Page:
1,800 Climate-Ready Trees Provided to Residents of Low Shade Neighborhoods

To date, over 1,800 climate-ready shade trees and tips on their planting and long-term care have been provided by UC Master Gardeners and over 20 partners to residents of low shade neighborhoods in San Bernardino and Riverside Counties through the “Trees for Tomorrow Start Today” project. Tree species given away are identified from research projects including the joint University of California/United States Forest Service (USFS) study at UC Riverside as well as from other research, local observations, and input from the green industry and academic colleagues.

Trees for Tomorrow tree recipient
The "Trees for Tomorrow Start Today" project was implemented in 2019 by Area UC Cooperative Extension Horticulture Advisor Janet Hartin with support from the Inland Empire Resource Conservation District. A "train the trainer" model provided education to Master Gardener volunteers from San Bernardino County on project elements and follow-up. Master Gardeners now manage many of the events. In 2023, the program expanded into Riverside County. Several other Master Gardener programs throughout the state have also expressed interest in implementing the "Trees for Tomorrow Start Today" project.

Why is this project so important? 95% of Californians now reside in cities and suburban environments. Resulting urban heat islands created by built environments coupled with impacts of climate change can be mitigated through nature-based solutions. Planting climate-ready shade trees now will help ensure cooler urban areas in the next several decades as trees mature and maximize their urban ecosystem benefits. Fortunately, the shade from a single well-placed tree can decrease surface temperatures of black asphalt and artificial turf by more than 70 degrees F in hot inland and desert cities. Studies show that surrounding air temperatures can also be reduced through the transpiration process.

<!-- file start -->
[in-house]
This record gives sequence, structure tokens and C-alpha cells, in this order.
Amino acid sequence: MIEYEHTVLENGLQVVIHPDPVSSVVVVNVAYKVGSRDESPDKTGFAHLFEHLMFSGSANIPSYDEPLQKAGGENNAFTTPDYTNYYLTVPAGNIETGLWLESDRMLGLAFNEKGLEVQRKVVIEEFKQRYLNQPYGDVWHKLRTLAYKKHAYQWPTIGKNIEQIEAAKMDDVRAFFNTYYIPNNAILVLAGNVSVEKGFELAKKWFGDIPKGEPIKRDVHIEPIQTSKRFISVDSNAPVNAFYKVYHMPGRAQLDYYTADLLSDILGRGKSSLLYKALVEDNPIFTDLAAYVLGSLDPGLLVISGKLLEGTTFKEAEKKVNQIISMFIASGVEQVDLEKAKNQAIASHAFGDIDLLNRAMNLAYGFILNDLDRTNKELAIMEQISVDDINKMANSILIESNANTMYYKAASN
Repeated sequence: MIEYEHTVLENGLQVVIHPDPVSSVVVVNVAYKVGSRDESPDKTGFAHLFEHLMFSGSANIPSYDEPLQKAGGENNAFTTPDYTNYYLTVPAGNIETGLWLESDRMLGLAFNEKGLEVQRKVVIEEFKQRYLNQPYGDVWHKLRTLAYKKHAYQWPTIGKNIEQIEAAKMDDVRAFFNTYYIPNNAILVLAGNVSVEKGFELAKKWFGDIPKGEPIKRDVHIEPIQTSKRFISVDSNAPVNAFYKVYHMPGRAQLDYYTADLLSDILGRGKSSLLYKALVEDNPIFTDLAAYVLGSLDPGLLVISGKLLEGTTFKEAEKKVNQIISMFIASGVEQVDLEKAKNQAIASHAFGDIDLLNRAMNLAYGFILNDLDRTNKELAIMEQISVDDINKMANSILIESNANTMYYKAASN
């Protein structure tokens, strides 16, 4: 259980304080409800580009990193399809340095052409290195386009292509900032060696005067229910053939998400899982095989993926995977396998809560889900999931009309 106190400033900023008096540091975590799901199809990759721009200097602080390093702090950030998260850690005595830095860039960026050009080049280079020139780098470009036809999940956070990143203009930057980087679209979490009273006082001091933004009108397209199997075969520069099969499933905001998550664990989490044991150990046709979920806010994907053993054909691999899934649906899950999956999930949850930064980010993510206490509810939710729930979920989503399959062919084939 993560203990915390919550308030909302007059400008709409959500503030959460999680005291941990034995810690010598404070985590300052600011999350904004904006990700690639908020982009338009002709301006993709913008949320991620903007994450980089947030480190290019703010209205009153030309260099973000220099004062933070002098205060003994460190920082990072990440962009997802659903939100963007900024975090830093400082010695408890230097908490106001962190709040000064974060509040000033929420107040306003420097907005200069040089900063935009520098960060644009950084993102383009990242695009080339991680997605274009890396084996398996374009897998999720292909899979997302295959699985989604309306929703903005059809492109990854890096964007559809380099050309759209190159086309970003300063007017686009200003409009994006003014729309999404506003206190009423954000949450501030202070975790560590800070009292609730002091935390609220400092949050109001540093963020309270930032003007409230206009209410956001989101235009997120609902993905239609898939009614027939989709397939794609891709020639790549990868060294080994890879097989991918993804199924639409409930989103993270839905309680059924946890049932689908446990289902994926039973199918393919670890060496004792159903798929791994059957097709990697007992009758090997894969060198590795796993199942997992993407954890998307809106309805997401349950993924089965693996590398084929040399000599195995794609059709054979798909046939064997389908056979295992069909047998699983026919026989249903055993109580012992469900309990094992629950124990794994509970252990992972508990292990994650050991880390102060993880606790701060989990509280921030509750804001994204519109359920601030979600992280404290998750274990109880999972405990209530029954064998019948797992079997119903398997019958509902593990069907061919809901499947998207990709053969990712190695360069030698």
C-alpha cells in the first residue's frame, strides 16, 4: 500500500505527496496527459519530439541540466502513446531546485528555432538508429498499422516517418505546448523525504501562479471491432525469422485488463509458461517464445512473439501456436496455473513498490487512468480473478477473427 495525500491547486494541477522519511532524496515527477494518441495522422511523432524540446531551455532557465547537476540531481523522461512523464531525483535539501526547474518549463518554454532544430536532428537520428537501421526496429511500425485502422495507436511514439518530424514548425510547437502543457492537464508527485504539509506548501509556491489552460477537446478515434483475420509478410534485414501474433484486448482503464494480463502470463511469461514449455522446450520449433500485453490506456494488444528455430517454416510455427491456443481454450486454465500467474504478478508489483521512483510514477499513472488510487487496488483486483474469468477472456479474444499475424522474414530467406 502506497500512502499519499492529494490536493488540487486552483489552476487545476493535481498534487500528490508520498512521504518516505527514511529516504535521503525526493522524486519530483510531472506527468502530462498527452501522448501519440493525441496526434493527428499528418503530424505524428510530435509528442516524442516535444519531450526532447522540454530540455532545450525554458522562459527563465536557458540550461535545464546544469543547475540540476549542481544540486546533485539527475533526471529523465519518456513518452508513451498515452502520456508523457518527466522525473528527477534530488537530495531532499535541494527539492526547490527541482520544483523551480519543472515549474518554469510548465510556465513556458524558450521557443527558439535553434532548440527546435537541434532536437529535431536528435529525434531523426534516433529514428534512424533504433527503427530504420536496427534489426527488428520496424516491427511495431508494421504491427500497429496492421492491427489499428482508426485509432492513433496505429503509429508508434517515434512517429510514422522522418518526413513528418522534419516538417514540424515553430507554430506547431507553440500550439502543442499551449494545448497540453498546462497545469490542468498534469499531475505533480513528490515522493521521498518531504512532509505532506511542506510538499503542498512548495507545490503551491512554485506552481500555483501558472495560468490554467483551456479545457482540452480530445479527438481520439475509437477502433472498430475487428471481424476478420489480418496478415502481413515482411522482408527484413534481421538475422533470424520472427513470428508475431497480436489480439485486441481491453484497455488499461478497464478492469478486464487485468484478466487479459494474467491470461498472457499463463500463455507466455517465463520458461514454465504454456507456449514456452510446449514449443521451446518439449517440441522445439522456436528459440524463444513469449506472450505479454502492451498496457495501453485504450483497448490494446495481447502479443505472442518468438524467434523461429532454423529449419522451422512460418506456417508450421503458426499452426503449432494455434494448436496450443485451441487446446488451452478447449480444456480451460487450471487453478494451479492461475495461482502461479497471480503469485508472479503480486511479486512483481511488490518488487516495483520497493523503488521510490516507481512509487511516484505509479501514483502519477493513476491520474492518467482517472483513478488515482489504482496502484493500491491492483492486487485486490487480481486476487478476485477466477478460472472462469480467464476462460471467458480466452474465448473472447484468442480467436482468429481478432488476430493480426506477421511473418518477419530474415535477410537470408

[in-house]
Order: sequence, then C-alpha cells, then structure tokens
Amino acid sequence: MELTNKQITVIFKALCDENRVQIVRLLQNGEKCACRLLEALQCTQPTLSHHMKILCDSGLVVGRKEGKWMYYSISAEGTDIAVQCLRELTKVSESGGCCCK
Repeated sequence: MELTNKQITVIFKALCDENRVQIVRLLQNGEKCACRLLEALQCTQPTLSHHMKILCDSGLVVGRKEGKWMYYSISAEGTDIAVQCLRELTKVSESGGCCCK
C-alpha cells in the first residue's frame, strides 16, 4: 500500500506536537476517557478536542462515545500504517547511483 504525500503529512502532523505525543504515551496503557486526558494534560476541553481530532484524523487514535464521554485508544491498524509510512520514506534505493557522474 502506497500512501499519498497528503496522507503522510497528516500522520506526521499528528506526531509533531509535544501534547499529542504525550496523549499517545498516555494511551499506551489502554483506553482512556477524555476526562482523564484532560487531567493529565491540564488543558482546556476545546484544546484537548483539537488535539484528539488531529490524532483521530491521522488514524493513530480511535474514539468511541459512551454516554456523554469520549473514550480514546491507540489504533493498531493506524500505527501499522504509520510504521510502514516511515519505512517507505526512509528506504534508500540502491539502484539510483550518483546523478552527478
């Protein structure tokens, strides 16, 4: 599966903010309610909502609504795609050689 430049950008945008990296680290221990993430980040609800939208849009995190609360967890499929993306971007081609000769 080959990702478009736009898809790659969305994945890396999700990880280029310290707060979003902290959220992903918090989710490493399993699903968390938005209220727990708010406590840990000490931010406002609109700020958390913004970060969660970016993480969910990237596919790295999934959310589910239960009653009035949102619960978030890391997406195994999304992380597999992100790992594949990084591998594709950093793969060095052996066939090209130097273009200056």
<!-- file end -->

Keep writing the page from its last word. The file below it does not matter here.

A major goal of the"Trees for Tomorrow Start Today" project is to enhance tree canopy cover in low shade neighborhoods also plagued with much higher than average levels of air pollution and pulmonary and cardiovascular disease incidence. Events over the past month have occurred in Fontana, San Bernardino, and the Salton Sea.

Fontana signage and tree recipeint
Other partners include San Bernardino County, City of San Bernardino, California Climate Action Fellows, Tree People, Coachella Valley Resource Conservation District, Alianza Coachella Valley, Inland Empire Urban Conservation Corps, several water districts, and other groups.  

Thank you to all our partners and, especially, our tree recipients, for greening and cooling your yard and neighborhood! 

TFTST San Bernardino MG Husam providing tree tips for tree recipients in Muscoy









TFTST San Bernardino MGs signing in a tree recipeint in San Bernardino